Naples, Italy is not for the faint of heart, as its rough exterior and unapologetic demeanor turn the casual tourist away, and towards the more tourist-friendly cities. But Naples is rich in history and culture, and it has contributed much to the significance that Italy bears. If you can find time to visit Naples, I would recommend it, and so too would Mr. Dean Martin…In Napoli beside the sea, It happened on a night like this, In Napoli our hearts were free, And we surrendered to a kiss…
Read on for advice on what to see and do during your time in Napoli!
- Eat the pizza. Naples is the birthplace of pizza, and it certainly lives up to the expectations! You could spend a lifetime exploring all the pizzerias around Naples, and tasting every different masterpiece. But when you’ve only got a weekend or a week, you should focus in on the small pizzerias on the side streets, where at most one person in the restaurant speaks English. It is these hidden gems that have preserved the original perfection of Napoli pizza, unwilling to cater to the demands of tourists. In an act of pizza destiny, I stepped into a pizzeria one evening where I ordered by pointing to the menu, showing with my hands what I wanted to the waiter that spoke not one word of English. It didn’t matter, I couldn’t have ordered a bad meal at this place. Hours of pizza and wine, music and dancing, and chatting between tables later, I felt I had been welcomed into the Napoli family. And the explosion of flavor from fresh basil with creamy mozzarella and sliced tomatoes, drizzled with olive oil, delivered on an airy round of dough is a taste I continue to dream about even now.
- See Mt. Vesuvius. On a clear day, the view of Mt Vesuvius off in the distance is picturesque, always visible down streets and alleyways. And on a gloomy day it looms, bearing the foreboding warning that it still holds great power. It’s a beautiful pairing of the massive Mt. Vesuvius next to the bustling Naples.
- Visit Pompei. Hop on the Circumvesuviana train and take the quick ride out to Pompeii. A visit to these ruins is moving, a sobering reminder of the morbid fate met by the town’s former inhabitants. You’ve studied Pompeii in history class and now you can walk the hallowed grounds where it all happened.
- Climb Castel Sant’Elmo. A beautiful, high vantage point over the city, Castel Sant’Elmo canbe reached by the sloping funicular trolley, or by winding up side streets to reach the top of the hill. Standing upon this medeival fortress, you’ll feel the history of Napoli come alive, see how it continues to influence the city. And those that reach the top of the fortress are rewarded with sweeping views over the city, a direct sightline to Mt Vesuvius, and gusts of fresh sea air wrapping around you and filling your lungs.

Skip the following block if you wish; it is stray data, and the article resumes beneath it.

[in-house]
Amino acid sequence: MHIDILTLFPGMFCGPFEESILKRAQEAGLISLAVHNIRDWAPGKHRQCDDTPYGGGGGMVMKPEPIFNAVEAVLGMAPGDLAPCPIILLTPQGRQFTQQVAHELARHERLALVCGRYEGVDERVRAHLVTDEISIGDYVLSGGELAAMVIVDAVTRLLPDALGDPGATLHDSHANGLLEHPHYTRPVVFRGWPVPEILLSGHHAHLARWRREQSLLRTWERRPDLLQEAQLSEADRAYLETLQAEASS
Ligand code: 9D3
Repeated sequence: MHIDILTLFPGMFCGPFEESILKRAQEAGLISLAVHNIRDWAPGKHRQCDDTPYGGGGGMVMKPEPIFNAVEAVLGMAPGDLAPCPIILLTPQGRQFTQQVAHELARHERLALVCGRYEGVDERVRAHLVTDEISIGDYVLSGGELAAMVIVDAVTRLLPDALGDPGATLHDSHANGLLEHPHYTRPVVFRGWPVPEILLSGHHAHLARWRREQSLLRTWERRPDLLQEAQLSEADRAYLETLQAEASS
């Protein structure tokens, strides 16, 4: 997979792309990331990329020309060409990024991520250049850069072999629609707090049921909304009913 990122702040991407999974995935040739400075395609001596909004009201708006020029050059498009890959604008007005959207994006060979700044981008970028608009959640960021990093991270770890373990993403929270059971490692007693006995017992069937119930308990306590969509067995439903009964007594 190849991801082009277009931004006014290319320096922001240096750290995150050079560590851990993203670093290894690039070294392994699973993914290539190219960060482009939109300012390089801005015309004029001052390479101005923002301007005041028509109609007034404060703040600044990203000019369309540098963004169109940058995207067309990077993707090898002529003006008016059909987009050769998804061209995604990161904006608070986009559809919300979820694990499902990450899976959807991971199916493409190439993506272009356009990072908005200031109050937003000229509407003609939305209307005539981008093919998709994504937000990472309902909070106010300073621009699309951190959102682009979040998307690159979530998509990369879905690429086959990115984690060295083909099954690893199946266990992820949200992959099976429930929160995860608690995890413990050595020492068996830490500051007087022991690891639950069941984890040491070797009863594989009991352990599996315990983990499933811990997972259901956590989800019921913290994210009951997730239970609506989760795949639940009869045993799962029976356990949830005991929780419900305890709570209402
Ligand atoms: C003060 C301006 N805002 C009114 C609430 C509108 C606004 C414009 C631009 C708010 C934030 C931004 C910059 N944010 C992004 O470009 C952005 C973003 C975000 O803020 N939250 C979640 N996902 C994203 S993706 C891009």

- Gelato. Also purported to have been invented in Napoli is the famous Italian dessert, gelato. Whether they created it, had their hand in the creation, or just copied their neighbors, the result is the all the same. The gelato here is sweet, rich, and perfectly refreshing. Grab a cone and stroll the sidestreets of Napoli, ducking laundry lines and dodging mopeds.
- Tour the underground city. The Napoli Sotterranea will take you through an entire ancient world that rests below the modern city. The Roman ruins that rest just meters below the streets will astound you, and will give you a sense of the significance this port city has always born.
- Take the ferry to Capri. Napoli is perfectly positioned as a port city and launching point for adventures, like Pompeii, Capri, and other islands like Cagliari or Palermo. With white washed homes dotting the hillside and mosaic tiled walkways lined with lemon trees, Capri is a blissful retreat from the hustle and bustle of city life in Napoli. Take the ferry out for a day trip, or the weekend if your pockets are deep enough! Take a boat tour around the Faraglioni rock formations jutting out of the water, walk along the trail out to Arco Naturale, and sip espresso in the Piazza Umberto. Capri will certainly charm you!
- The Churches. Napoli takes its religion very seriously, which you’ll see displayed all over the city as religious shrines and angelic ornaments in every shop. It is a treat to spend time exploring the city’s many churches, touring around to better appreciate the devotion that is so central to life in Napoli.
Have you visited the great Napoli? What else did you like to do there?